Senate Republicans Aim to Block New Consumer Financial Protection Bureau Rule
It's the latest effort to use the Congressional Review Act to assert the authority of elected lawmakers over appointed bureaucrats.
Congress has used the Congressional Review Act to repeal a variety of Obama-era rules this year. Senate Republicans now plan to use it to strike a blow against the Consumer Financial Protection Bureau (CFPB) and its director, Richard Cordray.
Cordray's bureau filed a new rule on July 10 that would stop banks, credit card companies, and payday lenders from using arbitration to settle disputes with customers, thus making it easier for consumers to take financial institutions to court. The regulation is set to take effect next March, Bloomberg reports. But only if Congress allows it.
Twenty-four Republican members of the U.S. Senate filed a Congressional Review Act (CRA) resolution yesterday that would block the rule. "Members of Congress previously expressed concerns with the proposed version of the rulemaking—concerns that were not addressed in the final rule," Sen. Mike Crapo (R-Idaho), chairman of the Senate Banking, Housing, and Urban Affairs Committee explained in a statement announcing the resolution. "By ignoring requests from Congress to reexamine the rule and develop alternatives between the status quo and effectively eliminating arbitration, the CFPB has once again proven a lack of accountability."
Some activists have jumped to defend the regulation. The Leadership Conference on Civil and Human Rights said today that the rule "helps consumers hold big banks and other financial companies accountable"; the group accused members of Congress of being in a "desperate rush" to undo it so consumers can be ripped off by financial institutions.
Such reactions ignore how the federal government is supposed to operate. It's the duly elected members of Congress who should get the final say on laws, not unelected (and potentially unconstitutionally appointed) heads of executive branch agencies who are unaccountable to the people or to other branches of government.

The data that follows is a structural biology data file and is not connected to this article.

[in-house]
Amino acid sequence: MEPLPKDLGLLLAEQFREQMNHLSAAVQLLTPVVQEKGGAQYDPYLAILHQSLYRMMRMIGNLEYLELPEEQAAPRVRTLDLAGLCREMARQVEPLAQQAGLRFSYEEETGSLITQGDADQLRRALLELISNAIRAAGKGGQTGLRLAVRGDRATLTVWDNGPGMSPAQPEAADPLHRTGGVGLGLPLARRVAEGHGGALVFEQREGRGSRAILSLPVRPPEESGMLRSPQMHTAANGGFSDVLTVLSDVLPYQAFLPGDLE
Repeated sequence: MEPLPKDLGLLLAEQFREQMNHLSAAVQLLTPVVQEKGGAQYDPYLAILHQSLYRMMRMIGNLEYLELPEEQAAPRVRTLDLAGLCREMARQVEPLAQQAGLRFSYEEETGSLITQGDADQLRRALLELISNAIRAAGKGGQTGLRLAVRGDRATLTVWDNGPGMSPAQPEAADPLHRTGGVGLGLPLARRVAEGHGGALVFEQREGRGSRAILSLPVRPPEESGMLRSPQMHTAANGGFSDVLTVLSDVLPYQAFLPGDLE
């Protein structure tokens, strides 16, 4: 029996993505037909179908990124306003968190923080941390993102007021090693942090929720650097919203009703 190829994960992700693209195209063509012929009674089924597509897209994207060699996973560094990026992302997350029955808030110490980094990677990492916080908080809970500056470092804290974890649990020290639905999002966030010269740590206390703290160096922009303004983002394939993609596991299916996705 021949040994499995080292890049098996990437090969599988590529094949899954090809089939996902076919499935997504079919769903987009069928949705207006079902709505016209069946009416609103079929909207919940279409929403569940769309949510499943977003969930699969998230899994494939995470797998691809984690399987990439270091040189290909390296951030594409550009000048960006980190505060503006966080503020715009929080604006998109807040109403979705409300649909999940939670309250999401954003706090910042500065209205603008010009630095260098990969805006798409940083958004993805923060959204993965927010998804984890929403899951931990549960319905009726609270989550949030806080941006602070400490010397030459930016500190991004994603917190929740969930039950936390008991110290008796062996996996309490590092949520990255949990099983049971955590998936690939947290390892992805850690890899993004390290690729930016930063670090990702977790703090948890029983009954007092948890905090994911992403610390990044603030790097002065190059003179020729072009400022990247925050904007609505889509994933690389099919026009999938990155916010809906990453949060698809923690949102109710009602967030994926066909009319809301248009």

"Congress, not King Richard Cordray, writes the laws," said Sen. Ben Sasse (R-Nebraska) in a statement supporting the CRA resolution. "This resolution is a good place for Congress to start reining in one of Washington's most powerful bureaucracies."
The CFPB's regulation was pitched as a way to level the playing field for consumers, but the justification for the new rule is based on a single study that has been widely criticized for failing to fully consider the consequences of such a shift. It did not address, for example, whether consumers would in fact collect larger settlements after attorneys' fees were deducted from the outcome. Switching to a system that relies more heavily on the courts instead of arbitration may deliver a big payday to trial lawyers, but it would leave consumers worse off in the long term, Republican senators argue.
Under the Congressional Review Act, a simple majority of both houses of Congress can block any executive branch regulation or rulemaking within 60 days of its announcement. As Reason's Matt Welch has detailed, the Trump administration and congressional Republicans have used the act this year to wipe at least 14 Obama-era rules off the books, including:
- The "Fair Pay and Safe Workplaces" rule, which barred companies from receiving federal contracts if they had a history of violating wage, labor, or workplace safety laws. That regulation, derided by critics as "blacklisting," was already held up in court.
- A Bureau of Land Management rule, known as "Planning 2.0," that gave the federal government a bigger role in land use decisions. The rule was opposed by the energy industry.
- Two regulations on measuring school performance and teacher training under the Every Student Succeeds Act, a law Obama signed in 2015 with bipartisan support.
As Bloomberg notes, there's no guarantee that the bill will pass, given the current congressional struggles over passing Obamacare and a federal budget.
Congress is also in the process of rewriting major portions of Dodd-Frank and potentially reconfiguring the CFPB. That effort, contained within the Financial Choice Act, cleared the House last month but is currently stalled in the Senate.